All dyke suites are depleted in high field strength elements (HFSE). Mantle-normalised multi-element patterns (Fig. 3a-c) show a negative Nb-Ta anomaly, and the picrite suite also displays a trough at Ti (corresponding to TiO2 < 1 wt.%). Most dolerite dykes have a positive Ti anomaly and show Th enrichment, but a small sub-group of dolerite dykes display negative Ti anomalies, and more pronounced negative Nb-Ta anomalies (Fig. 3c). Most of the olivine gabbro dykes do not display a trough for Ti in the multi-element diagram (Fig. 3b) corresponding to TiO2 = 1-2 wt%, but still show significant negative anomalies for Nb and Ta - a feature that could be reconciled by inferring Ti-magnetite accumulation. Rare dolerite dyke samples (e.g., X39 and X71) display very flat multielement patterns. These samples have low to mid-range K2O and Rb concentrations in comparison to other dolerite dykes, and coupled with their flat multi-element patterns (i.e., no Th enrichment, Nb-Ta-Ti trough) these may represent rare 'uncontaminated' asthenospheric magmas. However these dykes are also located in Laxfordian shear zones and show evidence of alteration textures as well as

an increase in serpentine, talc or mica, indicating that they have been altered by fluids circulating in the shear zones.

All dyke suites are enriched in Th, LREE and LILE (Figures 3 and 4) and have slight positive Zr-Hf anomalies (Fig. 3). The Th and some LILE enrichment of Scourie Dykes (e.g., Rb and K) is in stark contrast to the whole-rock geochemistry of the Lewisian granulite-facies TTG of the Assynt terrane, which is notably depleted in these elements. However, the amphibolite-facies gneisses of terranes to the north and south are less depleted in these elements (Fig. 3d and 4a-b). Both amphibolite- and granulite-facies gneisses are more enriched in Ba (Fig. 4c) and Sr than the dykes (Table 1 and Appendix A).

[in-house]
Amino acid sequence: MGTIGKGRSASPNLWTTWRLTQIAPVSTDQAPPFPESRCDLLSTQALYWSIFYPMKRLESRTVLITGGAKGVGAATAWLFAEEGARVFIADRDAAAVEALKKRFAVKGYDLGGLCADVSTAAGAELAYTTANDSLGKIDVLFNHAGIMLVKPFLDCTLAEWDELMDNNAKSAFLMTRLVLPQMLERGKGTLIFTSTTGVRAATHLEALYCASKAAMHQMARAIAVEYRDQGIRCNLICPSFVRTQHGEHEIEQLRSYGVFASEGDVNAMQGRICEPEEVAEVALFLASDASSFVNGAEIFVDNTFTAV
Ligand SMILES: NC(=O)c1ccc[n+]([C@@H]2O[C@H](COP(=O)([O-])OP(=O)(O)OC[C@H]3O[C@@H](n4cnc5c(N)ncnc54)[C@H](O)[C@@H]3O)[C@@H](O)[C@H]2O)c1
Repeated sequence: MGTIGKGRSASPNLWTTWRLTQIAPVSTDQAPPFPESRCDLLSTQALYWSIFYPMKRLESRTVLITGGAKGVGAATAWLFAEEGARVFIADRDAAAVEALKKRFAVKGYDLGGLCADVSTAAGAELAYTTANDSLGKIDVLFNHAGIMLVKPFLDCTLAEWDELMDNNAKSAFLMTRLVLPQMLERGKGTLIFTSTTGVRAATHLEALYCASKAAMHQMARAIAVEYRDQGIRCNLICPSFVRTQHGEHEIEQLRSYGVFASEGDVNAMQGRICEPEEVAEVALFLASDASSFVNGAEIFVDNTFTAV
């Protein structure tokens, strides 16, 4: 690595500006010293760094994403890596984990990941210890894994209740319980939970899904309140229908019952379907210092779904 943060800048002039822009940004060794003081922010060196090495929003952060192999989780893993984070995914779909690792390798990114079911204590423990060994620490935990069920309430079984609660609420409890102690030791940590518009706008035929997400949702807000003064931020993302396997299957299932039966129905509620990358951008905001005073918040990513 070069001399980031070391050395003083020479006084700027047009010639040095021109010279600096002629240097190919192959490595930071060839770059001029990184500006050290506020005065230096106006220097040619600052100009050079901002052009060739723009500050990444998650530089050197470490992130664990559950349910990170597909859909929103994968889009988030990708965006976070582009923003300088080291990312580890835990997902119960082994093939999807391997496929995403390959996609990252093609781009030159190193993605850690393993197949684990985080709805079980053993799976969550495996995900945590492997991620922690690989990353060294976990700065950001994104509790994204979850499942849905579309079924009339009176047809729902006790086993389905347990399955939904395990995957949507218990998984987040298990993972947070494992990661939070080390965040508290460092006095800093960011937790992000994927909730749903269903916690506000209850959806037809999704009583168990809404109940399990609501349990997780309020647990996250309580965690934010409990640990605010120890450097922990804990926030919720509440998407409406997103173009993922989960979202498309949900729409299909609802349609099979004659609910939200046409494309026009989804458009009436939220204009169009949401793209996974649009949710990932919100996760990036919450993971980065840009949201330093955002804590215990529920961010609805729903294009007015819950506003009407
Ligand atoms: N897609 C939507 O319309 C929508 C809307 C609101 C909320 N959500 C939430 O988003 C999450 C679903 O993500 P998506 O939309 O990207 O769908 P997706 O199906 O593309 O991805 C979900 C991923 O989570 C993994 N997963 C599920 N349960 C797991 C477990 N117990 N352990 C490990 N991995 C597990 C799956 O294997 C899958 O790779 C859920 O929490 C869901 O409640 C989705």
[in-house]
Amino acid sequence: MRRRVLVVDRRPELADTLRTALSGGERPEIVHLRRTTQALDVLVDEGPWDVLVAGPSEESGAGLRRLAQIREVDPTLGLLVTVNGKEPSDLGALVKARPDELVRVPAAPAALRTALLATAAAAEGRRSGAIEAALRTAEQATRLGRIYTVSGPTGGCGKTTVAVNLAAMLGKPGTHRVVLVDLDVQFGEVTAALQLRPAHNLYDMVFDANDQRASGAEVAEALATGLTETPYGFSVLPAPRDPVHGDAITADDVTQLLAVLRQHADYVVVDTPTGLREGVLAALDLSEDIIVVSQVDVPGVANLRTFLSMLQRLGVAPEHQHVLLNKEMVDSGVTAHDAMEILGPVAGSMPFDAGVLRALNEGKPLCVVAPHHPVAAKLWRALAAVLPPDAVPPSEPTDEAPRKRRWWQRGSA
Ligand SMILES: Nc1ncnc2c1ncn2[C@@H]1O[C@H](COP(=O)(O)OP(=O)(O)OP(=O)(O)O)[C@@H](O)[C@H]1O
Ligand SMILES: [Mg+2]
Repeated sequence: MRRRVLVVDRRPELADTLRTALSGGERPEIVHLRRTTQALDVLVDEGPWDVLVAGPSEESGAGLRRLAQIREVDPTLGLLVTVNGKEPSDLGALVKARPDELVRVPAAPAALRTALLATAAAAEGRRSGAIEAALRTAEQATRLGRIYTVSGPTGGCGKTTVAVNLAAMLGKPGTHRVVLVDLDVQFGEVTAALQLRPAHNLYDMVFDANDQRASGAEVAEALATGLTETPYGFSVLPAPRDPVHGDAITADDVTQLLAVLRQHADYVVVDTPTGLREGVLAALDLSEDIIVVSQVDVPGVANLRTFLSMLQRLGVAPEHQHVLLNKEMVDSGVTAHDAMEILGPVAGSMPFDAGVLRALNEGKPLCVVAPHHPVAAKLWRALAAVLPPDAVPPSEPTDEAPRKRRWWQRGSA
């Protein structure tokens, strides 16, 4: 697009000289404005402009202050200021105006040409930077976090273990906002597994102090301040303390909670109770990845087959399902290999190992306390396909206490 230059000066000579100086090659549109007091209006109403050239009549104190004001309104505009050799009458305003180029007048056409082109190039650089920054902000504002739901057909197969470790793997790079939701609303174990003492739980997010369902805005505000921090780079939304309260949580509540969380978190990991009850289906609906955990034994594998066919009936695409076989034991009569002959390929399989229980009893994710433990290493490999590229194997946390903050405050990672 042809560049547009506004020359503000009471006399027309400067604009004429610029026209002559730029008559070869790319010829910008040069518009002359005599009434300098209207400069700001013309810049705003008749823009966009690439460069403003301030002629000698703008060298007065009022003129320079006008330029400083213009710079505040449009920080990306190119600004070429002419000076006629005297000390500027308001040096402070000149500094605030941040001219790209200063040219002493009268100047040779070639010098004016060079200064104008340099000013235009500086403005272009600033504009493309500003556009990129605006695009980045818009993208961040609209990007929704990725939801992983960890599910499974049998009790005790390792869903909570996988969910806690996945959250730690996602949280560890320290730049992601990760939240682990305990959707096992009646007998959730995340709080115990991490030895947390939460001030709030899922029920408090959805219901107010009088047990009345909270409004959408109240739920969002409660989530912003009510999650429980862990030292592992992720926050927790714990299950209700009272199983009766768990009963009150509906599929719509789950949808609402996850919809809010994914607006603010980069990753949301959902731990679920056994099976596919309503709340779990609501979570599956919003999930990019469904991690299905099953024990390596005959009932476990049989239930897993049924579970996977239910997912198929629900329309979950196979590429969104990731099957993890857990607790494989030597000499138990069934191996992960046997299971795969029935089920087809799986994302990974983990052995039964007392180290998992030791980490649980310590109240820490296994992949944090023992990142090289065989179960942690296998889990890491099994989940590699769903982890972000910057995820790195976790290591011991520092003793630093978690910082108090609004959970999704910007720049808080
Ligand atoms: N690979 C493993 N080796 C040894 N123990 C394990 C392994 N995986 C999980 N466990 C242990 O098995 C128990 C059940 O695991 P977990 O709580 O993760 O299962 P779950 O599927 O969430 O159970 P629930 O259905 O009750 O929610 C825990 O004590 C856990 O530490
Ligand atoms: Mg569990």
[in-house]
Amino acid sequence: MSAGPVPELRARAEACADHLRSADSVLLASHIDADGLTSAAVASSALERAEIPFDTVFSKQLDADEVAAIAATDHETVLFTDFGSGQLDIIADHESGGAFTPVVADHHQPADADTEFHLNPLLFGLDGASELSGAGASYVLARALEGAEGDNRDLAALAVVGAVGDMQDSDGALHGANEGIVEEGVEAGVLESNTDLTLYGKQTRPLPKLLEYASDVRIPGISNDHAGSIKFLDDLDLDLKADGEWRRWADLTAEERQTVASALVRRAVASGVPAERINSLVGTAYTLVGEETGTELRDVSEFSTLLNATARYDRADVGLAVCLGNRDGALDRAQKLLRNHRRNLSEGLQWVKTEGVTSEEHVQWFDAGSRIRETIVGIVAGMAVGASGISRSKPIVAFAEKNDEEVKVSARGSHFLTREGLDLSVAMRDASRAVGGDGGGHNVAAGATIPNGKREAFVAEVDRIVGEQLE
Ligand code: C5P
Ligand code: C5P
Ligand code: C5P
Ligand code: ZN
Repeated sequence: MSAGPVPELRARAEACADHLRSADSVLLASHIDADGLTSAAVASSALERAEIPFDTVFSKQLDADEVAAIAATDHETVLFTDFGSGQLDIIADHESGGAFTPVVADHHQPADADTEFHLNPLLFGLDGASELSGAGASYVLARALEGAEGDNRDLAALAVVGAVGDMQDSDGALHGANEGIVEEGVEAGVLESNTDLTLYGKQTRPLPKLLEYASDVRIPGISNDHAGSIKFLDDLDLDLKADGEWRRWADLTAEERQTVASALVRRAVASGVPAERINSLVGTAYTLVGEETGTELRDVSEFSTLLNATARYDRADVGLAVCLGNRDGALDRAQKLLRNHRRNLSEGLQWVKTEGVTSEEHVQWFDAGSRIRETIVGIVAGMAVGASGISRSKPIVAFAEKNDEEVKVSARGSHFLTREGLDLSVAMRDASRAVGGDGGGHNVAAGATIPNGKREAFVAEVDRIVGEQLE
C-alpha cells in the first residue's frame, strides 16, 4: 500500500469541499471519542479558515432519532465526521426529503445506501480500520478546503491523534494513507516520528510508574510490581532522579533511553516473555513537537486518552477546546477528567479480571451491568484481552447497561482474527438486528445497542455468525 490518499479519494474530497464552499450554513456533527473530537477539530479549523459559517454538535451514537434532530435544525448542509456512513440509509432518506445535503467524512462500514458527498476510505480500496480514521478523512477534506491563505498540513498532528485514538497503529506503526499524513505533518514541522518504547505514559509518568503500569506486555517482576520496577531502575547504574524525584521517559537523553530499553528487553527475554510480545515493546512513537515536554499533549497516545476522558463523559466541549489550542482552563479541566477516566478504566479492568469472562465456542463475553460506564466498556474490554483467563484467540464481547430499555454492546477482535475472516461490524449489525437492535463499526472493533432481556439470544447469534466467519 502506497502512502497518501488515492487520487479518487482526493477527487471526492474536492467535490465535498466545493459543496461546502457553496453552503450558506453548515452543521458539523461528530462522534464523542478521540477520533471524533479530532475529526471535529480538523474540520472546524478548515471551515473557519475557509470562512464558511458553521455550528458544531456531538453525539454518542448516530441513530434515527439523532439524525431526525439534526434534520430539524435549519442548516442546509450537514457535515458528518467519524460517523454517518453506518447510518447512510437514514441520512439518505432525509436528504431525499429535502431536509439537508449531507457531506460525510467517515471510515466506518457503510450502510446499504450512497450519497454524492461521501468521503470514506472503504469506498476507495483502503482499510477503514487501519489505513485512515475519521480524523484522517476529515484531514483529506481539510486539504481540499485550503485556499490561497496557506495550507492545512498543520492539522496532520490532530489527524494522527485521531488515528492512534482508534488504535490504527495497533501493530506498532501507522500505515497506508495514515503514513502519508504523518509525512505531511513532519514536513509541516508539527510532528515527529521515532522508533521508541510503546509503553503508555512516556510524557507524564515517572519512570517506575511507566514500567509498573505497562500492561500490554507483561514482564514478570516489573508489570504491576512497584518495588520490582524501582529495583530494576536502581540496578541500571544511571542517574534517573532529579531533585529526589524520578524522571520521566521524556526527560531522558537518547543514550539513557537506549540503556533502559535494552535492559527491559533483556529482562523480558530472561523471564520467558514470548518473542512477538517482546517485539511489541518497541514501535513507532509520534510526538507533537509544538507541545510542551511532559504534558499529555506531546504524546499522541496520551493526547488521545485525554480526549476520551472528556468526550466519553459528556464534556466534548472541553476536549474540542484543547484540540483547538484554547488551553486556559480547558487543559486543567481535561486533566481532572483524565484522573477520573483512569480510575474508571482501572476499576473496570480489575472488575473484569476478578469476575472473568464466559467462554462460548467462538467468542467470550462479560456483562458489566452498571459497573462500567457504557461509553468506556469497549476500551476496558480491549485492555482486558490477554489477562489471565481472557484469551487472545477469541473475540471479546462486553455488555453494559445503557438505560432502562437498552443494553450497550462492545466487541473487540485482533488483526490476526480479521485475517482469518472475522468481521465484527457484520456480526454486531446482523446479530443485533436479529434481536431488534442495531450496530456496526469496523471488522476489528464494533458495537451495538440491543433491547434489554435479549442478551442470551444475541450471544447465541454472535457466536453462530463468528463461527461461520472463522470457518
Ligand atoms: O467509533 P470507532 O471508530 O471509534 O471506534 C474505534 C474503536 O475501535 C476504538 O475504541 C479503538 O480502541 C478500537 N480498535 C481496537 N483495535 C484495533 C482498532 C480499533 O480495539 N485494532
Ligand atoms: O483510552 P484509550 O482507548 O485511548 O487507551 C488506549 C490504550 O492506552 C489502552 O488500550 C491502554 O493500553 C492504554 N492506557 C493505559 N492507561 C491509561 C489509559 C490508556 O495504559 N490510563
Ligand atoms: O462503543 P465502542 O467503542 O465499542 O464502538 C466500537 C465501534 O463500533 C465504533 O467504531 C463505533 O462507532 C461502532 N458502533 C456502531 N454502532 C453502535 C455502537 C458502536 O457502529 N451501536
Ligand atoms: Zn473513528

All dyke suites display chondrite-normalised rare earth element (REE) patterns that are enriched in the light REE (LREE) (Fig. 3e-g), but the dolerite dykes are most enriched with concentrations of La up to 100 x chondrite values (Fig. 3g). The dolerite dykes have flatter middle REE (MREE) patterns, with no fractionation of the heavy REE (HREE), unlike that shown by the picrite and olivine gabbro suites. Overall, dolerites have the highest total REE concentrations. Picrites have the highest La/Sm ratio, while the olivine gabbro suite has the highest Gd/Yb. Variability in LREE of the olivine gabbros (Fig. 3f) could indicate fractionation of clinopyroxene. Picrites and olivine gabbros also have the highest Th/Yb ratios and olivine gabbros have the highest TiO2/Yb ratios. Picrite dykes have the highest La/Nb and Ce/Sm ratios of all the dyke suites (Fig. 4d), but the olivine gabbro and dolerite suite are not distinguishable using these trace element ratios.

The different suites also have distinctive Co concentrations (up to 157 ppm and 72 ppm in picrites and dolerites respectively). MgO and Ni concentrations are positively correlated between the three dyke groups (Fig. 4e) reflecting the observed olivine content of these dykes. Similarly this is the case for Ni and Co (Fig 4f). However on close inspection, the dolerites tend to cluster (particularly for Co; Fig. 4f close-up) with no clear fractionation trend, suggesting little or no olivine fractionation within this suite. Further, there is a poor positive correlation (R2 = 0.61) between Ni and Co for the olivine gabbro and picrite suites together. It is possible that the broad positive Ni-MgO and Ni-Co trends for